Originally Posted by reed1v
Not true. Its generally an easy sail following the trade
winds to Hawaii
. Just watch the weather
. You can actually drift to Hawaii as one guy did on a log(yup, a real log) from Seattle
back in early 60s.
May-June best time to go. Easy seas, usually gentle and constant trades, and good weather
. Of course there are exceptions, but the route
does not demand any particular skills. Some folks years ago just followed the jet contrails to get to hawaii. Go for it.
The only problem you will have is finding a slip to stay in. Few anchoring
out spots. Kaneohe bay, Hilo harbor, and the roadstead in Lahaina are about the only anchorages
near anything of importance. Hanalei is nice but you will be out in the boonies and in a rolly polly anchorage.
Yeah, some years it's a piece of cake. Other times it's boat and crew-breaking challenge, especially the stretch between Seattle
and Monterey. In June we sailed from Seattle to San Francisco
and hit 50-kt winds, 60-kt gusts, 15-20 ft waves. While we were fighting that, we were monitoring Coast Guard communications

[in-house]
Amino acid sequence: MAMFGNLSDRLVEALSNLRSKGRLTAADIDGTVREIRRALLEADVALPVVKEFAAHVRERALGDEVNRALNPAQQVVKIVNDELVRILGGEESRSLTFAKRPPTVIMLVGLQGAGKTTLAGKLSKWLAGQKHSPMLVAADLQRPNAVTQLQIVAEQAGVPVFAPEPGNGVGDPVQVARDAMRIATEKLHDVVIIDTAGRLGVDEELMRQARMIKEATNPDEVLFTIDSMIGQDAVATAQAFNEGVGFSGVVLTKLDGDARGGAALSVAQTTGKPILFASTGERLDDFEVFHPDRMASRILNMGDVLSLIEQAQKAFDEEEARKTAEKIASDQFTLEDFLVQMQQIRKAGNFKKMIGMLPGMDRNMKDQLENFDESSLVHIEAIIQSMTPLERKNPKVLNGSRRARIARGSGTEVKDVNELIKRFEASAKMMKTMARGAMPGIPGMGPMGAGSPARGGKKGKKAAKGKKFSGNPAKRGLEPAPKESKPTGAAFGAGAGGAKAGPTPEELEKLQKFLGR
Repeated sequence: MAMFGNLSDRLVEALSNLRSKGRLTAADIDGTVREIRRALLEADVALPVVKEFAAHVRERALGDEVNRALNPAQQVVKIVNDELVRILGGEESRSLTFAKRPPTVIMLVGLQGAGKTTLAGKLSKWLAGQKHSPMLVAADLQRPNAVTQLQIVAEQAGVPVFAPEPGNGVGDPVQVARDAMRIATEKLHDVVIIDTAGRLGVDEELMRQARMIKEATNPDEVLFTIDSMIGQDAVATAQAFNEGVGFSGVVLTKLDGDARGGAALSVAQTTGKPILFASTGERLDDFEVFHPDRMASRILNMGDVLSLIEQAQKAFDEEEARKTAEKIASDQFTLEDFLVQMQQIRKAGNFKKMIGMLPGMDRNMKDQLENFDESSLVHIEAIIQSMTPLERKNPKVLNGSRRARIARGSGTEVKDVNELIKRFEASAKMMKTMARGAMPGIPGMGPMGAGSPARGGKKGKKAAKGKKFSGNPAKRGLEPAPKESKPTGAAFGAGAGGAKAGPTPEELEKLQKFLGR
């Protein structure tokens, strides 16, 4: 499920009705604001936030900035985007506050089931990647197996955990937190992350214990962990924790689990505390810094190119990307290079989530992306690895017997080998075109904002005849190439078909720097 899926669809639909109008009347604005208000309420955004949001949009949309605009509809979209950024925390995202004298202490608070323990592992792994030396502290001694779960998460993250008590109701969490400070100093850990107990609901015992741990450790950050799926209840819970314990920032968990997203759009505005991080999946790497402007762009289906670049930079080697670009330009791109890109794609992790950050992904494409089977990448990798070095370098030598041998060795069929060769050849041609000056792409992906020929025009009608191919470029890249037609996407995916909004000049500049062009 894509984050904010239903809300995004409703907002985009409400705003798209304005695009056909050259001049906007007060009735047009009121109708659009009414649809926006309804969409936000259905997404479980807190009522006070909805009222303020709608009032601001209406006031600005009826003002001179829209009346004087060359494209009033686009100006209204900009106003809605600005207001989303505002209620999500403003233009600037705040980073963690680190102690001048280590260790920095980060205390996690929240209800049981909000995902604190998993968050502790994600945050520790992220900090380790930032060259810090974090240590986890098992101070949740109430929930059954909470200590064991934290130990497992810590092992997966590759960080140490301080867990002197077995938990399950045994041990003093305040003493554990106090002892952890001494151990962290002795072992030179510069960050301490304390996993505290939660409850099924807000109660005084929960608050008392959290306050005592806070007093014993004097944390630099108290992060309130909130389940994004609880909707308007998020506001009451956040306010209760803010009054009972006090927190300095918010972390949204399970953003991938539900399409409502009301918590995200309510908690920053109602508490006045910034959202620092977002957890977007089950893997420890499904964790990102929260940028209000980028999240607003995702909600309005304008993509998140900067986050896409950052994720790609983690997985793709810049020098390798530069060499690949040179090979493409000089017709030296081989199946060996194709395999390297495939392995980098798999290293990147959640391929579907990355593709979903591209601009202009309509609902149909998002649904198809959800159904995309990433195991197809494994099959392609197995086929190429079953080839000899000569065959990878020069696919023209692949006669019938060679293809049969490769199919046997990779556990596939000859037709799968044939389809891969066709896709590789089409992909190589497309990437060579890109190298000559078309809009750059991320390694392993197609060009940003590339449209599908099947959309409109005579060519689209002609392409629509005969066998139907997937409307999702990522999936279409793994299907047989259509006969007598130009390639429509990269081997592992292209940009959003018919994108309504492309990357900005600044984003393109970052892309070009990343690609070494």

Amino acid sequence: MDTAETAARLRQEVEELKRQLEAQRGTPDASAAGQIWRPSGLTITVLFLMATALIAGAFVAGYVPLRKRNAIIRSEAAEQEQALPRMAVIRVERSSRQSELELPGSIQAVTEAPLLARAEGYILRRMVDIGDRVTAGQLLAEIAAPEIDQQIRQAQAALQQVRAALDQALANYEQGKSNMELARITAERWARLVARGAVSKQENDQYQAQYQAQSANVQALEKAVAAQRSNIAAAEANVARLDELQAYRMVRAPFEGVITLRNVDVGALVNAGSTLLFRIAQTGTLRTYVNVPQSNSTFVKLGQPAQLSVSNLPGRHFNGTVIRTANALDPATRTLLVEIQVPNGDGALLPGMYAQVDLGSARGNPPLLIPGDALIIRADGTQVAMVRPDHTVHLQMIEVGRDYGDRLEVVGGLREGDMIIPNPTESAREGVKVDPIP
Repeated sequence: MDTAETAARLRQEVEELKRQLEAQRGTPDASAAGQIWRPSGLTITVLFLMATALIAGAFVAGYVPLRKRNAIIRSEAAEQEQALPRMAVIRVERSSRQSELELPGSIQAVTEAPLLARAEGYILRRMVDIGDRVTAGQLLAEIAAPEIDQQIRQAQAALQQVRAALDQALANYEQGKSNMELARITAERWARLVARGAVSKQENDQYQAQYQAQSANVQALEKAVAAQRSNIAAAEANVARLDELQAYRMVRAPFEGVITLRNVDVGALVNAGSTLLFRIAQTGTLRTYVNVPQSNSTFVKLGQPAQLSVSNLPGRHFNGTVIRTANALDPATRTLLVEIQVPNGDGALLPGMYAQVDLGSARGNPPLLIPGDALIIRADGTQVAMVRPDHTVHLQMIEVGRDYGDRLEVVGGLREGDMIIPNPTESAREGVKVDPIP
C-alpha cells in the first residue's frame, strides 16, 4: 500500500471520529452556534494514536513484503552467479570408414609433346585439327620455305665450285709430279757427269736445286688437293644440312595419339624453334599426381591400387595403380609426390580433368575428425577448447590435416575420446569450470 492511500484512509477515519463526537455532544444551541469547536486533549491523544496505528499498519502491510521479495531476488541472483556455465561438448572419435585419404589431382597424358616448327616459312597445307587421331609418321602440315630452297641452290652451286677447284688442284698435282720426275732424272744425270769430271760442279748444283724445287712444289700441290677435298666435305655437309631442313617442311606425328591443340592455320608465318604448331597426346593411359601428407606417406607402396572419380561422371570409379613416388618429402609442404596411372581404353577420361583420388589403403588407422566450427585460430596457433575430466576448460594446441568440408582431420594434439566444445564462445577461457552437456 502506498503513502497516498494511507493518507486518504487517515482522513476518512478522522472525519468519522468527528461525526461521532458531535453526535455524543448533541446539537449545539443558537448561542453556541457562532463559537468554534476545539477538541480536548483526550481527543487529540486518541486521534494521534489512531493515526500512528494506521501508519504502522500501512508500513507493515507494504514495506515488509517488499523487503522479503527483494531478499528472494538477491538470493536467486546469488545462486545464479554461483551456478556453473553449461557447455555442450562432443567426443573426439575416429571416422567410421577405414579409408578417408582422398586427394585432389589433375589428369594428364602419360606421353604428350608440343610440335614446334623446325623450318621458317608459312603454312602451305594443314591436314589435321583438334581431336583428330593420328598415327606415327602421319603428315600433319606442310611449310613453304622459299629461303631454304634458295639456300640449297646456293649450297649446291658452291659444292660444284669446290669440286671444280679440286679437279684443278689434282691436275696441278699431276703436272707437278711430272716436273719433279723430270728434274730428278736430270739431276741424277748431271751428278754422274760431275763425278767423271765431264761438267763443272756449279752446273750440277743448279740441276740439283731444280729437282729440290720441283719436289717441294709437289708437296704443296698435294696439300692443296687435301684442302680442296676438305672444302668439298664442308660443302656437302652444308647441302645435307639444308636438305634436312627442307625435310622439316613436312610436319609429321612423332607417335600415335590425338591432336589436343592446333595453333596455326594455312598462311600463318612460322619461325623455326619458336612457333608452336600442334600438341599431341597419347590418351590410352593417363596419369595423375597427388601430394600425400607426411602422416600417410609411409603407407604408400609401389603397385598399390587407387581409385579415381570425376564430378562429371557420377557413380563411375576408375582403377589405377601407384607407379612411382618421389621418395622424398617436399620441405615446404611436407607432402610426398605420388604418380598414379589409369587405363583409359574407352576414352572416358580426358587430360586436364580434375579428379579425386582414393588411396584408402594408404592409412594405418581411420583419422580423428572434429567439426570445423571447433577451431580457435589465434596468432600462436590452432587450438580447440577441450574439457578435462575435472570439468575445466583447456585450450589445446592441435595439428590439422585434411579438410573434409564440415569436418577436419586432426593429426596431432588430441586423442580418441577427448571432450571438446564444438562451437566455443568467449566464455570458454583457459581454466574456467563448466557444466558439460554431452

with another vessel a few hundred miles offshore
where the conditions were such that they had to ask for help.
Look at the race
tracks for the Pacific Cup, the Vic-Maui, and the Singlehanded Transpac. Many years you will see several boats retiring due to significant gear
Look at the August 2008 conditions offshore
of San Francisco
: Some very capable sailors on well-found boats had big problems -- one was forced to abandon ship.
Once you hit the tradewinds, it's not always smooth sailing. July and August can throw some nasty hurricane
conditions at you as you approach Hawaii. In 2014 we had to render assistance to a boat that lost
as they were approaching Kaneohe Bay (Hawaii), and a friend of ours on another boat had to come to the aid of a boat with rig failure. A non-race boat had to abandon on their approach to Hawaii due to hurricane-force winds. A Vic-Maui racer lost
on their Maui approach. A Pacific Cup boat lost their mast
as they were leaving Oahu
And it doesn't require a hurricane
to cause problems. Tradewind squalls can hit very quickly, and when the windspeed jumps from 25 to 50 kts at 4:00 AM, all sorts of bad things can happen. This is where your experience can make a world of difference.
I'm not saying this is generally a treacherous trip. On my first Hawaii-and-back voyage I had little sea-time, but I did have many years of coastal sailing and I had some very experienced friends as crew. I've made the Mainland to Hawaii and back trip six times now, and every time I learn something new.
So don't "just do it." Get some experience first, or find yourself an experienced crew and learn from them. Know what a well-founded boat requires for this trip.